Hill said data centers in Nevada typically generate in excess of $30,000 a year per employee.

“And that is quite a bit higher than the cost of providing services to employees and their families, so it is a great fiscal deal for the state,” Hill said.

Capital investment by the companies approved for data center abatements since 2015 — Switch, Rackspace and ViaWest — totals $3.2 billion, according to the economic development office.

Hill said local data center companies are adequately responding to the growing needs of their customers, and the local data center industry is certain to grow in tandem with development as needed.

According to documents that Switch filed Sept. 8 with the SEC, Switch’s campus in Northern Nevada “is designed to provide more gross square feet upon full build-out than any other data center campus announced globally.”

Contact Nicole Raz at nraz@reviewjournal.com or 702-380-4512. Follow @JournalistNikki on Twitter.

ad-high_impact_4
Local
Downtown Summerlin hosts its annual Festival of Arts
People crowd to Downtown Summerlin for the 23rd annual Summerlin Festival of Arts in Las Vegas, Sunday, Oct. 14, 2018. (Caroline Brehman/Las Vegas Review-Journal)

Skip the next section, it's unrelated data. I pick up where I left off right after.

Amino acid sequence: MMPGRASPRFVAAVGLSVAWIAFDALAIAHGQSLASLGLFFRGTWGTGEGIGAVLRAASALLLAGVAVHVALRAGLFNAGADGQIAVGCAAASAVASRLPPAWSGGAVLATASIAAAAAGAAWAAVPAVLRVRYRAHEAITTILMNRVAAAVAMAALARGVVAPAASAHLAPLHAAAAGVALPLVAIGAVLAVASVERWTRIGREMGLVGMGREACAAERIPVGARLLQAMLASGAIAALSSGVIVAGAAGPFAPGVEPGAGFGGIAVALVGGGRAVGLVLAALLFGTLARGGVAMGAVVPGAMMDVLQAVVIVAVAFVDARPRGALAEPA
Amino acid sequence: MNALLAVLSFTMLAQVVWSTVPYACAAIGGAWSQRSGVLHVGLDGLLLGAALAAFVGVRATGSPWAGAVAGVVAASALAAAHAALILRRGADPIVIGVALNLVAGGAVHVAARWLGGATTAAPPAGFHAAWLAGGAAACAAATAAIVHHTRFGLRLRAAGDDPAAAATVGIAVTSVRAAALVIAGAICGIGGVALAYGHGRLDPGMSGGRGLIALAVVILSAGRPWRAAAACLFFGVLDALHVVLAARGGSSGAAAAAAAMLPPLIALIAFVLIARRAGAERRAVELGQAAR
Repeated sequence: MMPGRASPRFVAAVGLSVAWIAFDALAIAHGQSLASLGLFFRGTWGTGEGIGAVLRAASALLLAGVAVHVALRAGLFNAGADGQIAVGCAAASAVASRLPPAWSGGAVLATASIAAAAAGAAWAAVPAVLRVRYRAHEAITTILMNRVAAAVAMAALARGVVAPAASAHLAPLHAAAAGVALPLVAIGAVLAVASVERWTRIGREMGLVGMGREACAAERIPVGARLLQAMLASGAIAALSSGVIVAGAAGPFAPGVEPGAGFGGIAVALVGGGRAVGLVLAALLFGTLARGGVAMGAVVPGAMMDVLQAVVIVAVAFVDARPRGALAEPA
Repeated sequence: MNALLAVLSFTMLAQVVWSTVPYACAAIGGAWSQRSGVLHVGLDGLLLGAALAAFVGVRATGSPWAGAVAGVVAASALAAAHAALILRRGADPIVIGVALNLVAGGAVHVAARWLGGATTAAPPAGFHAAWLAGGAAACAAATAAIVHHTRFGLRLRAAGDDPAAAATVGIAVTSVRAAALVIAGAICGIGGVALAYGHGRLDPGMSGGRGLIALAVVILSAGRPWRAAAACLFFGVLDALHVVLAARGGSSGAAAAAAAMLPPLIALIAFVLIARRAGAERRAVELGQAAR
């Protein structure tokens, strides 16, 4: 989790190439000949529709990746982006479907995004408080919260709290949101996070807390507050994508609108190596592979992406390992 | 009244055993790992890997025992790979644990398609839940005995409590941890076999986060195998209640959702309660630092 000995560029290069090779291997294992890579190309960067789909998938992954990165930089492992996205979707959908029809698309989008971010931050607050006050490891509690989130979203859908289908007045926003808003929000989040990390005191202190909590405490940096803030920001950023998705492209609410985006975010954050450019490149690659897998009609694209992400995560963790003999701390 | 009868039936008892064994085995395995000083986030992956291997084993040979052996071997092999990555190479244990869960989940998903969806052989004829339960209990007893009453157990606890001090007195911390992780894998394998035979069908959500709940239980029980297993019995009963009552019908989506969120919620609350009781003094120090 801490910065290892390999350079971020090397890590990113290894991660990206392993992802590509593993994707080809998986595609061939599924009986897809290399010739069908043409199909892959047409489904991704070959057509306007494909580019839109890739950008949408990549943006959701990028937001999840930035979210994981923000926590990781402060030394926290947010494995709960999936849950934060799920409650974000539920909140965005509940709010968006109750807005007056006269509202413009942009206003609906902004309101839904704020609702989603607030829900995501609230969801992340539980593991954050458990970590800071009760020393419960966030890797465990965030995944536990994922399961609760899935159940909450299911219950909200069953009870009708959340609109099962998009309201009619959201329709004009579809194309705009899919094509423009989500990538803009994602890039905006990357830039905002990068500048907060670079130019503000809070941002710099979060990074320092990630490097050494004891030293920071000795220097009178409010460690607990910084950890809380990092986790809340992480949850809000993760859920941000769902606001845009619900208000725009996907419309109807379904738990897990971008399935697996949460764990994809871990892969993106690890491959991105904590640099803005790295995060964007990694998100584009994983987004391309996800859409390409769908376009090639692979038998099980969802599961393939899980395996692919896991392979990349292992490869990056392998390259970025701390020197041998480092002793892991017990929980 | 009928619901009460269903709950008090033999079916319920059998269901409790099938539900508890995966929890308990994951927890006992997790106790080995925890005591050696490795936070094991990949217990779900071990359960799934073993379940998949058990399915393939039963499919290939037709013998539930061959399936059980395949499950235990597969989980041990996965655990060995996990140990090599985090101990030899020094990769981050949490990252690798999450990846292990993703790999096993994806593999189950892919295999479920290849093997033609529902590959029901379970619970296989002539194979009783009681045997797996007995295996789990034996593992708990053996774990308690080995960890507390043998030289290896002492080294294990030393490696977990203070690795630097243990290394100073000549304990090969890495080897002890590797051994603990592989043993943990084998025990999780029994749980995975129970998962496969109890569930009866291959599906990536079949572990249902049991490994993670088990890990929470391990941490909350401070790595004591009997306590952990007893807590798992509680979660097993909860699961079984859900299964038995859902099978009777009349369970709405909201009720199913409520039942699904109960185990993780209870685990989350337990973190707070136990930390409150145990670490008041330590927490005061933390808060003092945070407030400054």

Clark County educators debate alternative grading systems
Spring Valley High School principal Tam Larnerd, Spring Valley High School IB coordinator Tony Gebbia and retired high school teacher Joyce O'Day discuss alternative grading systems. (Marcus Villagran/Las Vegas Review-Journal) @marcusvillagran
Grandparents on the fire that killed three family members
Charles and Doris Smith talk about the night an apartment fire took the lives of three of their family members. (Marcus Villagran/Las Vegas Review-Journal) @marcusvillagran
New York artist Bobby Jacobs donated a sculpture to the Las Vegas Healing Garden
Bobby Jacobs, an artist from upstate New York, has spent much of the past year creating a sculpture of two separate angel wings. He donated the sculpture to the Las Vegas Healing Garden. (Bizuayehu Tesfaye/Las Vegas Review-Journal) @bizutesfaye
Weather will cool slightly through the end of the week
The weather will cool slightly through the end of the week., but highs are still expected to be slightly above normal for this year. (Bizuayehu Tesfaye/Las Vegas Review-Journal) @bizutesfaye